Looking for a cheap wireless router in Japan that also supports English operation? Many Japanese brands will not have built-in English support, even though some of these routers are sold worldwide. Don’t expect routers from Buffalo, Logitec, or NEC to support English, although the ones from Buffalo might do so with a firmware flash.
To get a router with English support, it’s possible to import one from another country, but it can be costly and there might be some import taxes applicable. The easiest solution is to buy a native router, and Planex is one company that has good, cheap, and English-supporting products.
While the latest 802.11ac format is out, most of the world still uses 802.11n, a format that combines the 5GHz and 2.4GHz bands for improved performance. It is important, therefore, to find a router that supports dual band operations, and if possible, to have multiple antennas for each band.
Unfortunately, Planex does not have multiple antenna support, but its routers are extremely compact and inexpensive, making them a good choice for small apartments or traveling. My recommendation is the MF-300D, with a double antenna configuration for dual band operation. It can be found at Amazon Japan for less than 3000 yen, in both Amazon’s Frustration-Free Packaging or retail boxes (the FFP format may be cheaper). Credits to プラネックスを使ってみた for the router information.
User Experience and Review
Previously, I used a D-Link DGL-4300 802.11g router, which is a full-featured, last generation product. Main selling points about this router are the high-performance processor and GameFuel traffic prioritization technology, which may be standard on newer, higher performing routers.
The Planex MF-300D, on the other hand, is not a high-performance router. The interface can be a little confusing, with each antenna (5GHz and 2.4GHz) having a separate access point name and password. There is a virtual access point option (created by default) which also has AP names and passwords for each antenna. There is also no traffic prioritization technology nor support for more than 2 ethernet clients, although the basic NAT and SPI firewall features are available. It is, however, an IPv6 compatible router, whereas the DGL-4300 is not.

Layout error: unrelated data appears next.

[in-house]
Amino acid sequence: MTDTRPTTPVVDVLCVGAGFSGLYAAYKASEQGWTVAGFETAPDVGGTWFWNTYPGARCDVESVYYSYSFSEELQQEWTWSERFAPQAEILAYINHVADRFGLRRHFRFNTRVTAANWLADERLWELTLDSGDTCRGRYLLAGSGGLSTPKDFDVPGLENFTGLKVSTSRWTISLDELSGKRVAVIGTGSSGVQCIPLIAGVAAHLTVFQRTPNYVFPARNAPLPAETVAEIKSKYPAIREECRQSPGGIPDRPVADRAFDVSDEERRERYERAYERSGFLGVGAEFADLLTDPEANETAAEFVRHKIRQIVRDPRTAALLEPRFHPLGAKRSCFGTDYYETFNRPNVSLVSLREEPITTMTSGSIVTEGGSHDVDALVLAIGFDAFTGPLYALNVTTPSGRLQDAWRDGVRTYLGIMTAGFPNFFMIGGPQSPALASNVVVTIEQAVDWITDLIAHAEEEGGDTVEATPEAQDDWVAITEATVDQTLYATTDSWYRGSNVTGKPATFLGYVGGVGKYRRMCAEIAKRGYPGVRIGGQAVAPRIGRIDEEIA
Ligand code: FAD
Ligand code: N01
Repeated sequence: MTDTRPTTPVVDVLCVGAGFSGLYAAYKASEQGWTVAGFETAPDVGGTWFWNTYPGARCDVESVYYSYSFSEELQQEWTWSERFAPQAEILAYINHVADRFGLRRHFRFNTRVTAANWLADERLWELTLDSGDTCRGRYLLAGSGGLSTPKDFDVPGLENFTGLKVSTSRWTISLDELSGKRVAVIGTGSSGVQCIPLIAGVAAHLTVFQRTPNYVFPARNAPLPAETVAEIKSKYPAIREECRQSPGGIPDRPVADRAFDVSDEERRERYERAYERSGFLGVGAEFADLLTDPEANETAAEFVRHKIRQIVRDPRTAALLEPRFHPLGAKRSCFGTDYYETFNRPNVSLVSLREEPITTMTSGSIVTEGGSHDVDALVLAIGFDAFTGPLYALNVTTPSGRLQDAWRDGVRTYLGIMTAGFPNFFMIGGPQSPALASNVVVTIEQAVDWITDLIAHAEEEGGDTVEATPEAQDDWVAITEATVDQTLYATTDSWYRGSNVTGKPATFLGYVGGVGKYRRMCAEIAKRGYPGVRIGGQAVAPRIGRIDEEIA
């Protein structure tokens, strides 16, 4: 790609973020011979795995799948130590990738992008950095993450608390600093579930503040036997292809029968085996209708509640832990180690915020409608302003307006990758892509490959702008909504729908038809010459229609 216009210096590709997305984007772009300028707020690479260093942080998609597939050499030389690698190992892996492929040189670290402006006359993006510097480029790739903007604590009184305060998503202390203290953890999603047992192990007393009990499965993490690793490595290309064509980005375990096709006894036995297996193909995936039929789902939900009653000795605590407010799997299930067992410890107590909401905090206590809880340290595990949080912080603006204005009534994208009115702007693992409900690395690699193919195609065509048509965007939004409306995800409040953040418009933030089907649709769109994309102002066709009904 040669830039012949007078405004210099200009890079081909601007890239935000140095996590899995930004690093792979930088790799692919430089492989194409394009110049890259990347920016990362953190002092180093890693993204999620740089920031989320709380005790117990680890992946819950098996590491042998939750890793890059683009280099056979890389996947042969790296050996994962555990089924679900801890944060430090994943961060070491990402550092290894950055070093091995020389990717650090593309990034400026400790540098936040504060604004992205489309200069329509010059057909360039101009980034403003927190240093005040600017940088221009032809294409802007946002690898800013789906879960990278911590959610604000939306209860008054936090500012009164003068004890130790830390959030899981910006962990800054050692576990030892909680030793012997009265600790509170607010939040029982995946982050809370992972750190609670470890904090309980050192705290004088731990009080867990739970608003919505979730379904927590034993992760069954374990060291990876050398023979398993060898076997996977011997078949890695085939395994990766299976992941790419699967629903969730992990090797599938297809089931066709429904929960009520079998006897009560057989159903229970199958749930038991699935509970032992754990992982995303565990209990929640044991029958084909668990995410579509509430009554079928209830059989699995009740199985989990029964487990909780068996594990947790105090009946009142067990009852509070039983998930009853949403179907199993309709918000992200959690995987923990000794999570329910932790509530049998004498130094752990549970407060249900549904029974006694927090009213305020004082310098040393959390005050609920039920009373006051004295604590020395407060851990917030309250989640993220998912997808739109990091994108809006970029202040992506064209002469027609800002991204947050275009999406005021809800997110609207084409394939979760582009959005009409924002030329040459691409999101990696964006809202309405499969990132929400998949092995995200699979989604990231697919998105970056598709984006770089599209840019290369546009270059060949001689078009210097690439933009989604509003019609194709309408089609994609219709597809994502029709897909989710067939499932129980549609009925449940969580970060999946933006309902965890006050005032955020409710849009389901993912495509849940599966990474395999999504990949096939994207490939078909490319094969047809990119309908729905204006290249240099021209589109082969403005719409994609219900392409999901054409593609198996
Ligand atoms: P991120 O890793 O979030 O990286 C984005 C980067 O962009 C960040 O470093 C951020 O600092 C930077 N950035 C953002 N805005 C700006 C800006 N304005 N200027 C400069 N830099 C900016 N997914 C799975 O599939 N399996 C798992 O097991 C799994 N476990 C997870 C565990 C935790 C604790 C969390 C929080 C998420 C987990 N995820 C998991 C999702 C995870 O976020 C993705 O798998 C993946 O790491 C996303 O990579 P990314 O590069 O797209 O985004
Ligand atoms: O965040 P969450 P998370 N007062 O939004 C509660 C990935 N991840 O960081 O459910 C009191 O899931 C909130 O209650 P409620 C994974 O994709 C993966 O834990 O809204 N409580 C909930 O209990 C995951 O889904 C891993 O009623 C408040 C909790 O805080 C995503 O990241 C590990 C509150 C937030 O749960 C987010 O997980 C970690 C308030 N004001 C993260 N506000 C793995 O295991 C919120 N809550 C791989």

In everyday use, there’s really no difference between the two routers. Both are fairly easy to use once set up, and though the advanced setup on the Planex router is a little more confusing, it is not difficult, especially with the user guide. Traffic prioritization is not necessarily missed, especially when paired with gratuitous amounts of bandwidth.
However, the Planex router is clearly not a top performer. Connection times with the router are a big longer than with the D-Link, often taking over 5 seconds to connect a WiFi-G device to the mixed N+G network. There are some very rare hiccups as well, where the router drops clients and reconnects, leaving users without internet for about ten seconds.
The Planex is, however, a very good multifunction travel router. It can function as access point, router, or USB WiFi adapter, and it only costs 3000 yen. As such, it is a very good product for those needing English-supporting routers in Japan.
Thanks for the post, could be just what I need. What kind of English support does this have? I am a new comer to Japan and have only very basic Japanese. So English set up software would be really useful for me.
Cheers. — Mike
This router is translated very well into English–everything that is there is available in both Japanese and English. That said, there is not a lot of explanation for some of the options, one of which is how to turn off having two access points on the same router (Wireless AP and Virtual AP). Besides that, though, the performance is very decent for something 3000 yen, about $30, it is very small and portable, and, of course, the English is well enough done that people familiar with routers will have very little problems. If you are not familiar with routers, you should still be able to set it up fine, if you take the time to do so. — George